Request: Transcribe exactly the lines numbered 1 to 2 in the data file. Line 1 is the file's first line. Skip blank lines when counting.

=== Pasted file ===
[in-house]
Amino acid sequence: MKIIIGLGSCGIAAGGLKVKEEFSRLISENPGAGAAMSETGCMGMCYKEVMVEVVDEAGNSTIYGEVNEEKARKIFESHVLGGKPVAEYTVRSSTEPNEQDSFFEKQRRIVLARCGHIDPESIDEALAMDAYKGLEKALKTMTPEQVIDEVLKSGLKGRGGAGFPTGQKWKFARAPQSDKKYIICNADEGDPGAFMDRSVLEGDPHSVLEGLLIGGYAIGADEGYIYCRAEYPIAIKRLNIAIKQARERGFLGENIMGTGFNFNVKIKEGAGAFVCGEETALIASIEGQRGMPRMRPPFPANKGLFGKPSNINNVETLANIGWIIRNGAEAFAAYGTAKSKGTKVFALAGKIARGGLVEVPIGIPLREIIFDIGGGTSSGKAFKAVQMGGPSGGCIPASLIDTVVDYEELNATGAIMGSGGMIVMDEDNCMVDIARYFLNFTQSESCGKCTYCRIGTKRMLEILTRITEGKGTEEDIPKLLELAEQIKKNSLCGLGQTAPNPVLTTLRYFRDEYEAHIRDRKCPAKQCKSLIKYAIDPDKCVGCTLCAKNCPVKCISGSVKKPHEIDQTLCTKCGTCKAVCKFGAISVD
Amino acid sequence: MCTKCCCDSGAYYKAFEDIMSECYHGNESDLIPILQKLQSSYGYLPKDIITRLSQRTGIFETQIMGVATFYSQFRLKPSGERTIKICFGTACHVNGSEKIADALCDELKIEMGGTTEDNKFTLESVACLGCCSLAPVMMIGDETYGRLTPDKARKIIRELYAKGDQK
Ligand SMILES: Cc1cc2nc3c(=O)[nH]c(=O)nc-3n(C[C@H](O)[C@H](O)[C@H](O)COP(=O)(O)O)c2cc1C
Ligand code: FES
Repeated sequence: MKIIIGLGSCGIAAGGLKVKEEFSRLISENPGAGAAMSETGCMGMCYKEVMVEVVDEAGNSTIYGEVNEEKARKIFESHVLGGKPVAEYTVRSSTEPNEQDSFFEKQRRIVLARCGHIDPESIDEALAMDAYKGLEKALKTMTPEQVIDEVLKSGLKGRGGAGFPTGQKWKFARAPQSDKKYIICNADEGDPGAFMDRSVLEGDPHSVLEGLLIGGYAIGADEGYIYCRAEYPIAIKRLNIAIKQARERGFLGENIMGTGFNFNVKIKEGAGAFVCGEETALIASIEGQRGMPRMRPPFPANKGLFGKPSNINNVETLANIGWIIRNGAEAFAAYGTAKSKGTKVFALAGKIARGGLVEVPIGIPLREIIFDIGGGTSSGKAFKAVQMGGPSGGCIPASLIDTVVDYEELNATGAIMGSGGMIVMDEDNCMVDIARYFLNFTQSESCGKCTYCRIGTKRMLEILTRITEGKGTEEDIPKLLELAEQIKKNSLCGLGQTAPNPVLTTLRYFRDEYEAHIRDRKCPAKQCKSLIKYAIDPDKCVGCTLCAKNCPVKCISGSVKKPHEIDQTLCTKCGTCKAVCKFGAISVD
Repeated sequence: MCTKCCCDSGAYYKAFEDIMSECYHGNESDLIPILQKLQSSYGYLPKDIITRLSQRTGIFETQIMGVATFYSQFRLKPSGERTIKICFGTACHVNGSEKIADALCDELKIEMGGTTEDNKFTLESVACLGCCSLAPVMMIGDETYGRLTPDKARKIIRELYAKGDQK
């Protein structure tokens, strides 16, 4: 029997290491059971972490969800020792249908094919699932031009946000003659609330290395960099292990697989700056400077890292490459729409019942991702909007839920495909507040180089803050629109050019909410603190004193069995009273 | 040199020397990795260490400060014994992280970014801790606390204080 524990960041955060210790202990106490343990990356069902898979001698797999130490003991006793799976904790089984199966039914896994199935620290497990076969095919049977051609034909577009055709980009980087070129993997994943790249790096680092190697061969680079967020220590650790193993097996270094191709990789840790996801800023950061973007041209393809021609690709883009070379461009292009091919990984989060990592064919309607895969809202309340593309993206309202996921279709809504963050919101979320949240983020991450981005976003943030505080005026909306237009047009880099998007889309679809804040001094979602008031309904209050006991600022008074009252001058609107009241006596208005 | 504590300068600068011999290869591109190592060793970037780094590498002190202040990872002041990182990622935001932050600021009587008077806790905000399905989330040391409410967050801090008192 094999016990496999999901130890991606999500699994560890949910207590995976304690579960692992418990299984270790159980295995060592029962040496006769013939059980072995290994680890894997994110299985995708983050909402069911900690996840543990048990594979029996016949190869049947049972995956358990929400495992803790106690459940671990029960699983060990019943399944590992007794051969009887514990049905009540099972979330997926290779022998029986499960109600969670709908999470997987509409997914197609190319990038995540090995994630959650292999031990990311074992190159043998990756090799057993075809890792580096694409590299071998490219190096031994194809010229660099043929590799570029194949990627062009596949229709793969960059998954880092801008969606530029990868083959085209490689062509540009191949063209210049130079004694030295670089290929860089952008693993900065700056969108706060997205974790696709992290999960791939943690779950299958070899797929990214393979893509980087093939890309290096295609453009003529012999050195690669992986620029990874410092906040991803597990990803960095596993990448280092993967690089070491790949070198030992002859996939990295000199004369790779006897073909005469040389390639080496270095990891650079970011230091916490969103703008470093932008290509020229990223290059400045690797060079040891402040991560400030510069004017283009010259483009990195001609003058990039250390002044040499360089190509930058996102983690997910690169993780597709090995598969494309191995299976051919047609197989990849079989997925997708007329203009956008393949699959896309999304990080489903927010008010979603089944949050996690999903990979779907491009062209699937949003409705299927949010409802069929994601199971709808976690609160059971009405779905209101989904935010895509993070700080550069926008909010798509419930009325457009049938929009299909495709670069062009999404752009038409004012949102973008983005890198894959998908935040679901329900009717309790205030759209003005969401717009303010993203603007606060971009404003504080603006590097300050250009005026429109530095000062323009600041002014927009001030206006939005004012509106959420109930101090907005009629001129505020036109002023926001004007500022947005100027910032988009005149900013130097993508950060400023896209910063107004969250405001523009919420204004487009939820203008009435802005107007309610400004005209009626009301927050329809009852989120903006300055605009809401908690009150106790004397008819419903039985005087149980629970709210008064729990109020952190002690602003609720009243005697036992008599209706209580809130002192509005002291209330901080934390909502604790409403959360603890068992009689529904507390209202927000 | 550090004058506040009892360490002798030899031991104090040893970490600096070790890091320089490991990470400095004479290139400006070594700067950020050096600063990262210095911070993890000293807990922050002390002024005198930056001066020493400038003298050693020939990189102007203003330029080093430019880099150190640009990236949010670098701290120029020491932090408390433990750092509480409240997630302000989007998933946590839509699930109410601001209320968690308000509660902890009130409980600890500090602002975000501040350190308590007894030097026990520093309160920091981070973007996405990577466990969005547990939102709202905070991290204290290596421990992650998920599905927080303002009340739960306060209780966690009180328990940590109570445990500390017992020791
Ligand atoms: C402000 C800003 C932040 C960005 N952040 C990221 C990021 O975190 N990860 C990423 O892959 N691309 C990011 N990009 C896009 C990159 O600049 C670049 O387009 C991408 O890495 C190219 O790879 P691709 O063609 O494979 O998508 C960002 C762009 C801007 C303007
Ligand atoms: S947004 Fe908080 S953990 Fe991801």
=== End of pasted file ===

[in-house]
Amino acid sequence: MKIIIGLGSCGIAAGGLKVKEEFSRLISENPGAGAAMSETGCMGMCYKEVMVEVVDEAGNSTIYGEVNEEKARKIFESHVLGGKPVAEYTVRSSTEPNEQDSFFEKQRRIVLARCGHIDPESIDEALAMDAYKGLEKALKTMTPEQVIDEVLKSGLKGRGGAGFPTGQKWKFARAPQSDKKYIICNADEGDPGAFMDRSVLEGDPHSVLEGLLIGGYAIGADEGYIYCRAEYPIAIKRLNIAIKQARERGFLGENIMGTGFNFNVKIKEGAGAFVCGEETALIASIEGQRGMPRMRPPFPANKGLFGKPSNINNVETLANIGWIIRNGAEAFAAYGTAKSKGTKVFALAGKIARGGLVEVPIGIPLREIIFDIGGGTSSGKAFKAVQMGGPSGGCIPASLIDTVVDYEELNATGAIMGSGGMIVMDEDNCMVDIARYFLNFTQSESCGKCTYCRIGTKRMLEILTRITEGKGTEEDIPKLLELAEQIKKNSLCGLGQTAPNPVLTTLRYFRDEYEAHIRDRKCPAKQCKSLIKYAIDPDKCVGCTLCAKNCPVKCISGSVKKPHEIDQTLCTKCGTCKAVCKFGAISVD